Your metabolism has two basic modes: anabolic which means building-up or adding and catabolic which means breaking-down or eliminating. Losing fat occurs in catabolic mode (which includes maintaining a calorie deficit), while adding muscle requires that you be in anabolic mode (which includes maintaining a small calorie surplus).  I recommend that you start by aiming to lose fat while preserving existing muscle by consuming proper amounts of protein and strength training as recommended. Then when fat loss goals are reached, switch the aim to muscle gain (and weight) while minimizing fat regain.

Once you have lost your body fat, then you are ready to build your muscle mass.  In order to build muscle, you must eat more calories–but not just any calories or just any surplus calories.  You must have the right amount of carbohydrates, protein and fats.  Also, you want to start increasing your calories gradually.  I recommend starting with increments of 500 calories at a time. 

There is a limit to the calorie increase that your body can handle. Unnecessary surplus calories will not help you build muscle mass, just your waistline. 

When signing-up at Eating Free, It will figure out how many calories you burn everyday, this is called your Total Energy Expenditure (TEE).  First it will do the Mifflin equation to figure out what your resting metabolic rate is (how many calories you burn while at rest -digestion, brain, lungs, etc.).  Then it will take into account how many calories you burn during the day from your daily activities (such as work), this is called your lifestyle.  Finally it will add in the calories you burn from exercise on a daily basis.  Now you have your TEE.  This is the number that your meal plan will be based on.  You can work with a Eating Free coach who will tailor your plan to meet your body goals.  If you would like to lose body fat before gaining muscle, then you will be given a calorie deficit meal plan as well as a cardio-based exercise plan (with some strength training).  This will be maintained until you have reached your ideal body fat percent.  Then to begin building muscle mass, your coach will modify your meal plan by increasing your allowances. Every two weeks your calories will increase by 500 daily calories, until the proper amount has been reached.  You will also be given a new exercise plan that is strength training based (with light cardio).  This will ensure that you increase muscle weight and while minimizing fat gain.  You will work closely with your coach throughout the process- it is important to be in communication with your coach to ensure that the plan is working for you.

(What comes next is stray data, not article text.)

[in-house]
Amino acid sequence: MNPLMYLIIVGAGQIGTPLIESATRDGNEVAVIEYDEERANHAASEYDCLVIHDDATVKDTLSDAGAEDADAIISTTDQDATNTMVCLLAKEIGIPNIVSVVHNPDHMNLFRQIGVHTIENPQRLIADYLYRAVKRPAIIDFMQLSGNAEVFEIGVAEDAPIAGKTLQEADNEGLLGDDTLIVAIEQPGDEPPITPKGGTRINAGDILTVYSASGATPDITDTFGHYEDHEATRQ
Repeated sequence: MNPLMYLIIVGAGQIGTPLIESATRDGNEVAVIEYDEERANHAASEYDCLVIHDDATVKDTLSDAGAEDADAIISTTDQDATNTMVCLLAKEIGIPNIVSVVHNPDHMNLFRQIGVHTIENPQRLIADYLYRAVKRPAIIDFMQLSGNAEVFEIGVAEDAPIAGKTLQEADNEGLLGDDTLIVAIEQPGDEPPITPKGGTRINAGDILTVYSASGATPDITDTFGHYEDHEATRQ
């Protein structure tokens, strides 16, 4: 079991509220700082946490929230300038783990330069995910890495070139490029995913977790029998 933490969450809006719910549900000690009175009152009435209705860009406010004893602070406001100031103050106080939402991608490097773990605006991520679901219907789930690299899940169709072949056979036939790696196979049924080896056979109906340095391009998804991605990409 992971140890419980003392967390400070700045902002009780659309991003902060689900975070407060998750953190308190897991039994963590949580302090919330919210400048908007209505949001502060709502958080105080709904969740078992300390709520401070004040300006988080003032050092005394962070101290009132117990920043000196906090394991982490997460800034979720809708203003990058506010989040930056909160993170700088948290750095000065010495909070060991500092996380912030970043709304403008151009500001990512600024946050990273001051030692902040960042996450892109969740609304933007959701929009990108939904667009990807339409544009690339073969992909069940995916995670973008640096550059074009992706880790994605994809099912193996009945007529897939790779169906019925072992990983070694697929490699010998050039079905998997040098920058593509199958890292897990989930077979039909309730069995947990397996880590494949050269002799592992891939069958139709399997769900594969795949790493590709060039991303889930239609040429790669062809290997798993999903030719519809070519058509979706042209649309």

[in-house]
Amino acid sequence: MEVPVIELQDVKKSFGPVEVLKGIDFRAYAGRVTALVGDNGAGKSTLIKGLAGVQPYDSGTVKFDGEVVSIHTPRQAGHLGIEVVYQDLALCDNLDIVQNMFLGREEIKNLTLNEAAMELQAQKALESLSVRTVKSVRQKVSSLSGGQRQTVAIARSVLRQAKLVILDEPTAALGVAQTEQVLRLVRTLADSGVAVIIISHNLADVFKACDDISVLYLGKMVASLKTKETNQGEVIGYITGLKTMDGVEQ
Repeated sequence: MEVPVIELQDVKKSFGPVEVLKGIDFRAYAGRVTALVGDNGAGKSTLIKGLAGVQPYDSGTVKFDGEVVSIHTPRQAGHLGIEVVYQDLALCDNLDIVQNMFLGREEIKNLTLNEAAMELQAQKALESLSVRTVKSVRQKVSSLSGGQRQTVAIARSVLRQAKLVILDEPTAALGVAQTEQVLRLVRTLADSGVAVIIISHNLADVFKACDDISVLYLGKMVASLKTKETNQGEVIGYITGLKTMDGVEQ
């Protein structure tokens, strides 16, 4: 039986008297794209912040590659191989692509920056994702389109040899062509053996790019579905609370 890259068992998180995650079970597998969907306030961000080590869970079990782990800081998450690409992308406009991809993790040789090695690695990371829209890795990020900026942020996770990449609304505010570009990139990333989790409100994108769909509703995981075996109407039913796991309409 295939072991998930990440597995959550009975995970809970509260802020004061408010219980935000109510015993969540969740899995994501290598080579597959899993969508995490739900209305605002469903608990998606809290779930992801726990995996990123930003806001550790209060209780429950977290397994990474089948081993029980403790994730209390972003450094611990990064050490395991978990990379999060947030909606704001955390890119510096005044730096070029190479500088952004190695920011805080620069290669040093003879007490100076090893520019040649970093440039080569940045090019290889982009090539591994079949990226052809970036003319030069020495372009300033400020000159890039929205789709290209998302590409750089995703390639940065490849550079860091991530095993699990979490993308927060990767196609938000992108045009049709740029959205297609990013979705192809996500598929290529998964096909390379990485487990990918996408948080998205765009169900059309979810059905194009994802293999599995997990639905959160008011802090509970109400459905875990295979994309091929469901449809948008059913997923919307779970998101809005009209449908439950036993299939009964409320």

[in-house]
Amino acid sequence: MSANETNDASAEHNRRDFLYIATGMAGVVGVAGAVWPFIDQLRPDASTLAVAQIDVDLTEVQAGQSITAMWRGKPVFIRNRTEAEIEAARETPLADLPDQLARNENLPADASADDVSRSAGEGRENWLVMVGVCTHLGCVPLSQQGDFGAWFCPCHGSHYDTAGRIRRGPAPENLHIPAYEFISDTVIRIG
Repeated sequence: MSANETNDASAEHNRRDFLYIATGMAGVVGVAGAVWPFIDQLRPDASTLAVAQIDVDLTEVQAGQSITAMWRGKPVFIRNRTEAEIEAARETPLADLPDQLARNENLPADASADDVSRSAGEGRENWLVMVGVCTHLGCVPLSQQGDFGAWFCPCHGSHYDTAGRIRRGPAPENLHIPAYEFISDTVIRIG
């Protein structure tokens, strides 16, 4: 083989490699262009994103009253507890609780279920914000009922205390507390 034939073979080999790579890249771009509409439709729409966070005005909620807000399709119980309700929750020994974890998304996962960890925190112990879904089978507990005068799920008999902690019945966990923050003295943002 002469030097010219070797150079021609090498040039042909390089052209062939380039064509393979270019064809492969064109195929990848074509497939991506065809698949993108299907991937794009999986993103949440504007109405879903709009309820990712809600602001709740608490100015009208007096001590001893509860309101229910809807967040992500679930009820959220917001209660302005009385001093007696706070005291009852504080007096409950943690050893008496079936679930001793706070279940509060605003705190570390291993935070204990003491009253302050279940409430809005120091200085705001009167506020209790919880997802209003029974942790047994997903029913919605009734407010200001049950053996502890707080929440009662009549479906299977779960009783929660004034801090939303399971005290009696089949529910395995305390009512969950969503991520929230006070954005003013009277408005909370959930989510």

Macronutrients 

Carbohydrates: Carbohydrates are needed so you can function properly and sustain your exercise plan.  Carbohydrates, such as whole grains, are rich in B vitamins, which are key elements in helping your metabolism work. Thus, a diet low in whole grains negatively affects your metabolism. 

In addition, glucose in the blood (a simple carbohydrate) and glucose in muscle in the form of glycogen (a complex carbohydrate), are the primary sources of energy when you exercise. Therefore, if carbohydrates are either missing from your diet or are being eaten in insufficient amounts, your body will be forced to attain the glucose needed for energy from protein. Your body gets energy from protein by breaking down your muscles, which causes decreased muscle mass and can be very detrimental for the functioning of your body and counterproductive on what you’re planning to do which is build muscle. 

Protein:  Proteins are the building blocks of muscle tissue. Without it, building muscle and burning fat efficiently would be impossible.  Everybody who wishes to build muscle should consume between 0.8 gram of protein to 1 grams of protein per pound of body weight. Good examples of protein are eggs whites, chicken breast, turkey, fish and low-fat cheeses.   Nobody should consume more than 1 gram per pound of body weight as this is unnecessary and the extra protein may get turned into fat.